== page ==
While the TMC’s vote share seems stable, the real churn is in the anti-TMC space. In the 2014 Lok Sabha elections, the Left Front was the main Opposition with 30 percent of the vote, the BJP did reasonably well at 17 percent while the Congress got just 9.7 percent, mostly in its bastions in Central and North Bengal. In 2016 Assembly polls, the Left and Congress fought in alliance but the TMC swept the state, getting nearly 45 percent of the vote.

This time, the BJP appears to be gaining at the expense of the Left. CVoter predicts that BJP could get 35 percent of the vote, leaving the Left behind at 15 percent. The Congress, too, is predicted to face some losses, but at the hands of the TMC.

Lokniti-CSDS predicts a similar trend, but with slightly more limited gains for the BJP. According to it, the BJP could get 26 percent votes and the Left 19 percent, with the Congress retaining its 2014 vote share. The divergence between the two surveys is mainly on the the BJP’s gains at the Left’s expense. There’s reasonable unanimity on the TMC’s strength.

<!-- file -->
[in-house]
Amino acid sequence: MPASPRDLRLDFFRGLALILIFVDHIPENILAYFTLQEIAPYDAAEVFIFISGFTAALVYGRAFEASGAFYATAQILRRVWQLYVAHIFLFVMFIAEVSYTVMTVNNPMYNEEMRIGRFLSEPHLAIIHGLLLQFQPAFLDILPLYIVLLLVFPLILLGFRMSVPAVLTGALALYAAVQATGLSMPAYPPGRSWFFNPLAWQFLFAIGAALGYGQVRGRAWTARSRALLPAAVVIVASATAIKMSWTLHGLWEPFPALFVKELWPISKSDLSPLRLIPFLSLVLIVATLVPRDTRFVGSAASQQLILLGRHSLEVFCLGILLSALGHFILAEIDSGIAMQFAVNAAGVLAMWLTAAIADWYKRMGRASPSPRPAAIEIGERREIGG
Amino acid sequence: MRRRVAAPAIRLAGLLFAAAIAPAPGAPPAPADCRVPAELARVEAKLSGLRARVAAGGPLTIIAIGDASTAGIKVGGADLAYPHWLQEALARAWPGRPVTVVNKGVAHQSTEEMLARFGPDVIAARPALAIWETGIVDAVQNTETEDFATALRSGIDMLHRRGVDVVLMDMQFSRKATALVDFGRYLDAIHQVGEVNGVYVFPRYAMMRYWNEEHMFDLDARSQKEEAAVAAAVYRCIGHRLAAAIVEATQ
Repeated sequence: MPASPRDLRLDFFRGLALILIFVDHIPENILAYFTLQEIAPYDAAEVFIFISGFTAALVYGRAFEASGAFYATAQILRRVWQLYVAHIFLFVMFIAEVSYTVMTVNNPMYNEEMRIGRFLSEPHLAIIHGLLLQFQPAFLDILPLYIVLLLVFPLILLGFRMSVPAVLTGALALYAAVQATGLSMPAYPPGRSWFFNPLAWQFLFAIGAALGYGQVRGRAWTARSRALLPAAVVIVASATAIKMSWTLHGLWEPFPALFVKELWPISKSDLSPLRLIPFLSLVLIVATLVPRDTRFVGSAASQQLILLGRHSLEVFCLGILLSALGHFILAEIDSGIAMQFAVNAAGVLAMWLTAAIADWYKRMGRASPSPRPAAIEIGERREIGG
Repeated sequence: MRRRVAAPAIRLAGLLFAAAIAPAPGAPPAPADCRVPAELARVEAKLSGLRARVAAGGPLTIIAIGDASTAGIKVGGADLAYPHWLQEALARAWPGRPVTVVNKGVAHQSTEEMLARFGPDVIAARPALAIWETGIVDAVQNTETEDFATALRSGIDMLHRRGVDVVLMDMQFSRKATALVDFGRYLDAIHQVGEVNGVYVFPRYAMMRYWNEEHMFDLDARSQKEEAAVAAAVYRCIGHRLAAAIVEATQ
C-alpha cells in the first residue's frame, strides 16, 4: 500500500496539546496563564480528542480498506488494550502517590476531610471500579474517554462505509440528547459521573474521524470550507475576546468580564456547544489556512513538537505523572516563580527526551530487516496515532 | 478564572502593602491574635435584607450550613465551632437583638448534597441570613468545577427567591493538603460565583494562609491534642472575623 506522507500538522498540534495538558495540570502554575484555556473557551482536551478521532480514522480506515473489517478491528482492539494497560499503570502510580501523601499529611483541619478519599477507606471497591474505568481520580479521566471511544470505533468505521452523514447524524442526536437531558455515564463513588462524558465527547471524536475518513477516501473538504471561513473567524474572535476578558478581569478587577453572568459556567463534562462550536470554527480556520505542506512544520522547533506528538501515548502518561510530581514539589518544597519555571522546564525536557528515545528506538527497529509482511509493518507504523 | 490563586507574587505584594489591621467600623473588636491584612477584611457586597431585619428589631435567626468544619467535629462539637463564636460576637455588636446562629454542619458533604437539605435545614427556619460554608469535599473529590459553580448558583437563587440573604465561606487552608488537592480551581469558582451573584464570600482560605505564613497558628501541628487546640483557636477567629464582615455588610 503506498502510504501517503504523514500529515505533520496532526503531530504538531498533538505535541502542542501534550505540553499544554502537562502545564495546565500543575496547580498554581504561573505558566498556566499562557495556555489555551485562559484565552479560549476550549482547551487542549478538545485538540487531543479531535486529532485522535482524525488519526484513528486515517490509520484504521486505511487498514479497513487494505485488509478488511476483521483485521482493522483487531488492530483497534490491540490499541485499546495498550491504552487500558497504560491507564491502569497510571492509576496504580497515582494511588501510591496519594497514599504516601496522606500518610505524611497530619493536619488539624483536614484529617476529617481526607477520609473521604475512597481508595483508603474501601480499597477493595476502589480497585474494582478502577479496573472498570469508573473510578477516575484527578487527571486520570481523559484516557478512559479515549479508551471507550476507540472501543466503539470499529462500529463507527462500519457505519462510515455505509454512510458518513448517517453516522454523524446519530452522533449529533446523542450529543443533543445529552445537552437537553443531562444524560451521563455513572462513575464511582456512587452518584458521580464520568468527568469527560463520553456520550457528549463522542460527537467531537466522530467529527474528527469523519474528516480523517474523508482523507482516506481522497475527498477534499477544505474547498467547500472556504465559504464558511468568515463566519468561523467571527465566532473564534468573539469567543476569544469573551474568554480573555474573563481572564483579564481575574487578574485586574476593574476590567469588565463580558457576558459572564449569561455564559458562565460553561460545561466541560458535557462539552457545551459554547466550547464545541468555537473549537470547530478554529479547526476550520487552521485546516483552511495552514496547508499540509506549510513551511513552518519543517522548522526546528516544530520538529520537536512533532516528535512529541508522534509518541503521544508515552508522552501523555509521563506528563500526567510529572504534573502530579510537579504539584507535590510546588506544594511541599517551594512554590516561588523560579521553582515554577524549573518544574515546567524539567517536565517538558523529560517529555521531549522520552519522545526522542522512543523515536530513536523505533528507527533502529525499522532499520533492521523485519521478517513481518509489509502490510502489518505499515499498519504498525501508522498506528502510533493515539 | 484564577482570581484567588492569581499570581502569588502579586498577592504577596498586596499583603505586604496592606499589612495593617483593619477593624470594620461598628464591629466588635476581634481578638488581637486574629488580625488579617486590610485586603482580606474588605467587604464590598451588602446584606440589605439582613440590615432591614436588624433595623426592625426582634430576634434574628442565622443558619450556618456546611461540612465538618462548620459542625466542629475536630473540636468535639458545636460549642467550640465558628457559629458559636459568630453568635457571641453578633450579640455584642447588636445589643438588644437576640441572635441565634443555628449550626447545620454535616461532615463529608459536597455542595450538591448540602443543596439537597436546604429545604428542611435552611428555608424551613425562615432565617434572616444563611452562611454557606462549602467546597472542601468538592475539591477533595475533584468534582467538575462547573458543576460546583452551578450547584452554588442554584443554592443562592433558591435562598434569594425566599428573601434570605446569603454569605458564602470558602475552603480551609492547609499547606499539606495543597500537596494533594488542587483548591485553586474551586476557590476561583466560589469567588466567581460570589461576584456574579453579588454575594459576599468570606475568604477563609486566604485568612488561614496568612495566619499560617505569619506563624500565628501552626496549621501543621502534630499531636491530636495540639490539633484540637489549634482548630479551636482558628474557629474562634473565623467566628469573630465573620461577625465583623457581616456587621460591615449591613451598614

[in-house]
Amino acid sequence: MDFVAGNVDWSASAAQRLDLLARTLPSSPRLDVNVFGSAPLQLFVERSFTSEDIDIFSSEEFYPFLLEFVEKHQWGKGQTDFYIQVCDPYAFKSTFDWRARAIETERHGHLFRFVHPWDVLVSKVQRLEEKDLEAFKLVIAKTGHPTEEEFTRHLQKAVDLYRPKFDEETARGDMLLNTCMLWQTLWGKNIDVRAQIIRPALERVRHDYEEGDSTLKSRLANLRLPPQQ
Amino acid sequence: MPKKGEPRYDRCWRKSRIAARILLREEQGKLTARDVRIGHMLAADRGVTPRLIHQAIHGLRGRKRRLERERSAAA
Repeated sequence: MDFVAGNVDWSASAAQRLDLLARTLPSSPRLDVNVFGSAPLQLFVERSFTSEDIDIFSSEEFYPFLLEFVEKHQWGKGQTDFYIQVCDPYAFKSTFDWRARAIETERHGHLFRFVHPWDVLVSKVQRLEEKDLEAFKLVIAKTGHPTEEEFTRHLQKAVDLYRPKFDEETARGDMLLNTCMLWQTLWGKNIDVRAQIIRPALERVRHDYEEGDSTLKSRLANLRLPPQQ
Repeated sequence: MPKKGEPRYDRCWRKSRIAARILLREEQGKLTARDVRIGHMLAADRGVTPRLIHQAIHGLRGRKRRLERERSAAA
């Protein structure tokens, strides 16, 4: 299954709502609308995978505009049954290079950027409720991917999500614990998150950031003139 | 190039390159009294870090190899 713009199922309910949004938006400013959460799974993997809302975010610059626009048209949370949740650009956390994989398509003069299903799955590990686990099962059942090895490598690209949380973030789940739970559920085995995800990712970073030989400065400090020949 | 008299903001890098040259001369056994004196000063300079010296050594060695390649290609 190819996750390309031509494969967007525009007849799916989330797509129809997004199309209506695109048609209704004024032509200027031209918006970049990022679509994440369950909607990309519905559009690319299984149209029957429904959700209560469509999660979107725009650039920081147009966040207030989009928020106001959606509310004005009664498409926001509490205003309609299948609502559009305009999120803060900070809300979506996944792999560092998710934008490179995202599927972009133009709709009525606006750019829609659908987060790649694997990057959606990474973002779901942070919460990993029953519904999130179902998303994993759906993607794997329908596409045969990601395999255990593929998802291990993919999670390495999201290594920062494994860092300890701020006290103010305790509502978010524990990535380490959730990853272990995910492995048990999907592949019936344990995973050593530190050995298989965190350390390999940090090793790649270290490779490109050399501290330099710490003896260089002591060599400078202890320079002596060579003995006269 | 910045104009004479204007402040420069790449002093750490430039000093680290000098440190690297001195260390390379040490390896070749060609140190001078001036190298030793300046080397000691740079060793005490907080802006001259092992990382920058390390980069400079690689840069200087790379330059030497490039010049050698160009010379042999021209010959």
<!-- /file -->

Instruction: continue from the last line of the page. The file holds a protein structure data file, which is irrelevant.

In terms of seats, in 2014, the TMC had won 34 seats, Congress 4 and Left and BJP two each.

Every Lok Sabha seat in Bengal has seven Assembly segments. If one adds the votes each party got in all the segments in each Lok Sabha seat in the 2016 Assembly elections, the TMC was ahead in 38 Lok Sabha seats and the Congress in 4.

The Congress’ higher seat-share despite a lower vote share is because its votes are concentrated in its places like Malda, Baharampur, Raiganj, Jangipur and Murshidabad. It has little presence elsewhere in the state.

CVoter, however, predicts that West Bengal could become a two-way race in 2019. According to it, TMC could win 34 seats and BJP 8.

Lokniti-CSDS, on the other hand, predicts the Congress holding its ground and Left declining less than the CVoter estimate. According to it, TMC could win 30-36 seats, BJP would be at 2-6 seats and the Congress could get 3-7 seats. In the chart, we have taken the mean instead of the ranges given by CSDS.

According to election data analyst Partha Das of, TMC could get 35 seats with a vote share of 41 percent, BJP could get 5 seats with a 30 percent vote share and Congress 2 seats with 6 percent votes. Das also lists 10 seats where the BJP has a chance of winning.